Malpractice Decision Focuses on When Attorney-Client Relationship Ended

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Do you know when your attorney-client relationships end? This apparently simple question can bedevil even the most experienced ethics lawyers. Pinpointing the end of the relationship is critical for at least two reasons. First, it distinguishes between a “current” client and a “former” client for conflicts purposes. Since conflicts with current clients are subject to a much higher standard and – in some cases – are unwaivable, knowing whether someone is a former or current client is essential to getting the conflict analysis right. Second, it cuts off the “continuous representation” tolling period, which is necessary in many legal malpractice cases to calculate the statute of limitations. This article discusses the sometimes perplexing task of identifying the end of the relationship, analyzes a recent New York case on that issue, and offers suggestions for addressing the problem.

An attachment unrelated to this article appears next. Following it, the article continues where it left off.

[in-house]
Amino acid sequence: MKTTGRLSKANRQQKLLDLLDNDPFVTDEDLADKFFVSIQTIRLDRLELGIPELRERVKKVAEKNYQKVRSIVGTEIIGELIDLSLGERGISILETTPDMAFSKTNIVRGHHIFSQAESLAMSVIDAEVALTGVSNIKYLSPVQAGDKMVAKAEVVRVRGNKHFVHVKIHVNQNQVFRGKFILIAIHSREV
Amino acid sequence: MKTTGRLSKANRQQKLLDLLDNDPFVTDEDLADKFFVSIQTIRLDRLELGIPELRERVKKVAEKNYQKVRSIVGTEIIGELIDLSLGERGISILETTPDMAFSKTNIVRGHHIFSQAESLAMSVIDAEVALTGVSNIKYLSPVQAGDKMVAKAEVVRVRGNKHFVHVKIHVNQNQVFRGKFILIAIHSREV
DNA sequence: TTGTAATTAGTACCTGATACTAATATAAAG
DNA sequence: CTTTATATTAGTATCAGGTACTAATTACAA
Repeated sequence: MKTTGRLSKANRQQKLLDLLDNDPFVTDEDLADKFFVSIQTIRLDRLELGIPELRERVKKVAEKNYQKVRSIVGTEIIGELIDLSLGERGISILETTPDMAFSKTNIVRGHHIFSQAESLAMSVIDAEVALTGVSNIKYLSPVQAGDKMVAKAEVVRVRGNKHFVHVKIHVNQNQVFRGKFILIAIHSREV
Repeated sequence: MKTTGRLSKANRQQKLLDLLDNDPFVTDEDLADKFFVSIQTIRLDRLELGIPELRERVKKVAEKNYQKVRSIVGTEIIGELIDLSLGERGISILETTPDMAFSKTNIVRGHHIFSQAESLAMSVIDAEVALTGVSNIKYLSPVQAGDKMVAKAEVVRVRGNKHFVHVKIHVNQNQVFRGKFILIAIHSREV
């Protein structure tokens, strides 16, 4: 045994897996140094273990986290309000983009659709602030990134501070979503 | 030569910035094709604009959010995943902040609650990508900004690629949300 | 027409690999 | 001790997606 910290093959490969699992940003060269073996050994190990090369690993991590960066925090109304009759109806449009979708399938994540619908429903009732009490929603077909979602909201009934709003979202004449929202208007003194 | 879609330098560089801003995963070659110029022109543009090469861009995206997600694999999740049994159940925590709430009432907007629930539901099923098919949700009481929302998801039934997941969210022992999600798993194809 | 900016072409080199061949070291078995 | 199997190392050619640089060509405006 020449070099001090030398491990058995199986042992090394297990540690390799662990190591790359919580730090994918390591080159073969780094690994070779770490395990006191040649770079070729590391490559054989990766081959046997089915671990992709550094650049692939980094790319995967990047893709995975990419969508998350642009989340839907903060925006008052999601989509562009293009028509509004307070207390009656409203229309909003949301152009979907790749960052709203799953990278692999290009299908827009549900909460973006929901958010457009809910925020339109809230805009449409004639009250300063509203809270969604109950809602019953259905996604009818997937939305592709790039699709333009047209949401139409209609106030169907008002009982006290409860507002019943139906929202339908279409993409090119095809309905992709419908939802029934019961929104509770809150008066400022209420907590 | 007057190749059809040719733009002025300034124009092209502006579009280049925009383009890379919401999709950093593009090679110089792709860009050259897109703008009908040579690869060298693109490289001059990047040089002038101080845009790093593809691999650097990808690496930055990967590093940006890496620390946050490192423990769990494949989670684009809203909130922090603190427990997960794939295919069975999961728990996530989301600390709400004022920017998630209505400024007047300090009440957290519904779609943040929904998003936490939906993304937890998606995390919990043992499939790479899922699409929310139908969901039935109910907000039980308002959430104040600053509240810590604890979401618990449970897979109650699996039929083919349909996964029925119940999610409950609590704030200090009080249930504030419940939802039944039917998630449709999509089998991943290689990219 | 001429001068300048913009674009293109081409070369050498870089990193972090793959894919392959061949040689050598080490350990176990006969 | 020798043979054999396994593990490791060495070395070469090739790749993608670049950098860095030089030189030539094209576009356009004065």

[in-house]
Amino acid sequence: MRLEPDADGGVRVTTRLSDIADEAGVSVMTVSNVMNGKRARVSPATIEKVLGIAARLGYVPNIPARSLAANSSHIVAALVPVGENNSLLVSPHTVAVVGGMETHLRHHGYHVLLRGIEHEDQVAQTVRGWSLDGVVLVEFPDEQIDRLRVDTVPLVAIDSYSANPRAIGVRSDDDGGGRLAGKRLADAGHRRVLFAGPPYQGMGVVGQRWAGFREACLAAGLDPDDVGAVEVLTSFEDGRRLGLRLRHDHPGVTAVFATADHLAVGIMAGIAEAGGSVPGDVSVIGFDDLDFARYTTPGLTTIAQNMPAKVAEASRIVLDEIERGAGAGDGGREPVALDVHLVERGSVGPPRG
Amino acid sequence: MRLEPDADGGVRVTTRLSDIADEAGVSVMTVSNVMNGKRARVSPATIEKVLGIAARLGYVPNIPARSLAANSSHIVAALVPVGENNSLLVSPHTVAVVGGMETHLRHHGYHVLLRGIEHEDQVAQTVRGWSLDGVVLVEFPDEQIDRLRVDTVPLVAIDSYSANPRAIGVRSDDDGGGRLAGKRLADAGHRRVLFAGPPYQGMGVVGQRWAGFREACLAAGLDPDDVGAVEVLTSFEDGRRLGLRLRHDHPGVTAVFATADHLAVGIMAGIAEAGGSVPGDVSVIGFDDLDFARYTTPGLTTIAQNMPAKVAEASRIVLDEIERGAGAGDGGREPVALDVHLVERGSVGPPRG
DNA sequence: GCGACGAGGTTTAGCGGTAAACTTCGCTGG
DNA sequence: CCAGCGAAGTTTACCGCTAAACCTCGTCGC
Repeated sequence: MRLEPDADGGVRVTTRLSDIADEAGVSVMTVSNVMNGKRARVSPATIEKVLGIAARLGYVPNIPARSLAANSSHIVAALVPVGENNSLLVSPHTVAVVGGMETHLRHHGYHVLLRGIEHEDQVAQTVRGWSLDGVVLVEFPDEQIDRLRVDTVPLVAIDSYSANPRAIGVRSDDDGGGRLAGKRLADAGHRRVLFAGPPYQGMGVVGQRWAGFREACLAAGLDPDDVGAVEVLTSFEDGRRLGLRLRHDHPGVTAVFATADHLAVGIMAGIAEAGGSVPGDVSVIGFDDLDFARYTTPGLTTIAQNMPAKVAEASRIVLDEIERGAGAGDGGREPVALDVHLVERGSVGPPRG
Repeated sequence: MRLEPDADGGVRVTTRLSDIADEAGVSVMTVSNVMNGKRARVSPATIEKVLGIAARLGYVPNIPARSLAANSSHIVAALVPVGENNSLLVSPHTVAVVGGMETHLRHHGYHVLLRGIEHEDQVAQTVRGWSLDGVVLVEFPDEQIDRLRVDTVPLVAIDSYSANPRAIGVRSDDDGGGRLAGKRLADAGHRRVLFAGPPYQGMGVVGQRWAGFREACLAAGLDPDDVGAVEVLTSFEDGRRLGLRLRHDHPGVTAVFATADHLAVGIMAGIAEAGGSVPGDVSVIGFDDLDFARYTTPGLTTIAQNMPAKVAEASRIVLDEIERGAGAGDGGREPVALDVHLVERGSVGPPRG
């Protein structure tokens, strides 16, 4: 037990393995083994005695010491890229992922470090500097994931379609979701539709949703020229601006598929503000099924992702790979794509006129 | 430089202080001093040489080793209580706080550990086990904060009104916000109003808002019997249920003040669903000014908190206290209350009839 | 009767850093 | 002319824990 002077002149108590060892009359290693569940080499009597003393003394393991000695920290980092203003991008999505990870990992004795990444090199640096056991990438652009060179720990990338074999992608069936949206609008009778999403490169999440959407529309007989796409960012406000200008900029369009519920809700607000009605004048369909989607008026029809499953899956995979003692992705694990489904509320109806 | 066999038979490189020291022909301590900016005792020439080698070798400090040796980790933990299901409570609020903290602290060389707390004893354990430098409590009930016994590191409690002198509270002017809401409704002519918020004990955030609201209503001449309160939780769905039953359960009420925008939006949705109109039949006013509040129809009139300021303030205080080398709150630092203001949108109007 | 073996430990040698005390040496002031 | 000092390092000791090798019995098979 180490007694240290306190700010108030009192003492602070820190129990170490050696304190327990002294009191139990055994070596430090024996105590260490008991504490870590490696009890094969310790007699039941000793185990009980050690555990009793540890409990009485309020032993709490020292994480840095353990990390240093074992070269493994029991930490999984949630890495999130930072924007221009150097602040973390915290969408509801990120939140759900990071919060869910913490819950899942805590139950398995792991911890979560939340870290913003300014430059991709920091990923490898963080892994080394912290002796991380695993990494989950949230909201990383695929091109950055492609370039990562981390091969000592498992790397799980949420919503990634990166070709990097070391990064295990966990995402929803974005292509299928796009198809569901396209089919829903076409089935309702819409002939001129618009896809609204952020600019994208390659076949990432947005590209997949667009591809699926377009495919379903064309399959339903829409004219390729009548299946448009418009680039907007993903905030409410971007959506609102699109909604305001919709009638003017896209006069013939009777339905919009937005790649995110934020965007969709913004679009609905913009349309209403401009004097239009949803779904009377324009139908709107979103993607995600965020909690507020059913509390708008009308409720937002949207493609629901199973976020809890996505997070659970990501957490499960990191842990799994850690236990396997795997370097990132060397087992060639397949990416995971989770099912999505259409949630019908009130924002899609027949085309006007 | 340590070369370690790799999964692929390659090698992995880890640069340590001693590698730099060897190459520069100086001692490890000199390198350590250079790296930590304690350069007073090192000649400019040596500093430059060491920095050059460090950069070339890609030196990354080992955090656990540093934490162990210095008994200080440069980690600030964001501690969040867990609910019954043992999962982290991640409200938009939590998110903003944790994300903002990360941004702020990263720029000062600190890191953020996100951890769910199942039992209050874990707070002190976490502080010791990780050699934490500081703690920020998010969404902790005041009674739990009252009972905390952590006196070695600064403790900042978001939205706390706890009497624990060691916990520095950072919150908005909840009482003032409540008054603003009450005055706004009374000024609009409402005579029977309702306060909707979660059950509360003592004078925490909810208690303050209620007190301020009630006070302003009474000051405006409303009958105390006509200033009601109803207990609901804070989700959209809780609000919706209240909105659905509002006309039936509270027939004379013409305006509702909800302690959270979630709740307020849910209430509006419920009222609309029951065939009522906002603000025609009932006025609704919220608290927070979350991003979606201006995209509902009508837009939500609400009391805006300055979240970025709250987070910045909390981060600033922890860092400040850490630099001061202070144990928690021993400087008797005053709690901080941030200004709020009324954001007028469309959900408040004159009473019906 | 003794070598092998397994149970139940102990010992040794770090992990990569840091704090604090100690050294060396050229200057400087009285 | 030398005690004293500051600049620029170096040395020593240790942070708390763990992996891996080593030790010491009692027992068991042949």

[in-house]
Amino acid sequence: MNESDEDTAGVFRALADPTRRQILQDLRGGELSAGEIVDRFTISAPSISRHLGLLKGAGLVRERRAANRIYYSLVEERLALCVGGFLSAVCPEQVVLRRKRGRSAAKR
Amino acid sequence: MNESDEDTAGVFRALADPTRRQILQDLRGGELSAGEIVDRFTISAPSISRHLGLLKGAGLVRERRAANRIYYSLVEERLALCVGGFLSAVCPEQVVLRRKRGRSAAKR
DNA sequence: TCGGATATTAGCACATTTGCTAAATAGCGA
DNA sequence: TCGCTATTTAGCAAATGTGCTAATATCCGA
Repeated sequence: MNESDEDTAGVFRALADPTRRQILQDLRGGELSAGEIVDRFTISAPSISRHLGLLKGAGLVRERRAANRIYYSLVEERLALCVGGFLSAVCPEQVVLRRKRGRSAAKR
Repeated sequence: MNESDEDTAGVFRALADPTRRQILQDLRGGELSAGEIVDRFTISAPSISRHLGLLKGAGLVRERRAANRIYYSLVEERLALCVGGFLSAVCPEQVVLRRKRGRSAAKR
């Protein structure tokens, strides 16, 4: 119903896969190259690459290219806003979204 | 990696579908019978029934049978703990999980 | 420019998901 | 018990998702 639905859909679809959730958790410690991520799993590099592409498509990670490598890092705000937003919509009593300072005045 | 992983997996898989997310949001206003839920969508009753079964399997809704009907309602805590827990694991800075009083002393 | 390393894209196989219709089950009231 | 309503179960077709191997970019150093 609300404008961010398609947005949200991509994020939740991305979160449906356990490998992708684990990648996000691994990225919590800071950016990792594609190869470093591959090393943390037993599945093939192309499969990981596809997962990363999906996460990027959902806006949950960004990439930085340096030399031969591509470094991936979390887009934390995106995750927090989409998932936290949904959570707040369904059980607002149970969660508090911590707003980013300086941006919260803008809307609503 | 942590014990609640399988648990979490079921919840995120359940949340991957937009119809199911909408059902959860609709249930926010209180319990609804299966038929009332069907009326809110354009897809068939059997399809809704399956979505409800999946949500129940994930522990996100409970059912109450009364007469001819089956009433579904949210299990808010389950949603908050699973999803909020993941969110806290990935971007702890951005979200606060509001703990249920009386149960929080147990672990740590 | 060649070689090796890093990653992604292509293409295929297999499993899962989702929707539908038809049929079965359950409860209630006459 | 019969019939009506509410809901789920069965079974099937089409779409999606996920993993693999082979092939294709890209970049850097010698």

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DISCLAIMER: Because of the generality of this update, the information provided herein may not be applicable in all situations and should not be acted upon without specific legal advice based on particular situations.

© Nicole Hyland, Frankfurt Kurnit Klein & Selz | Attorney Advertising

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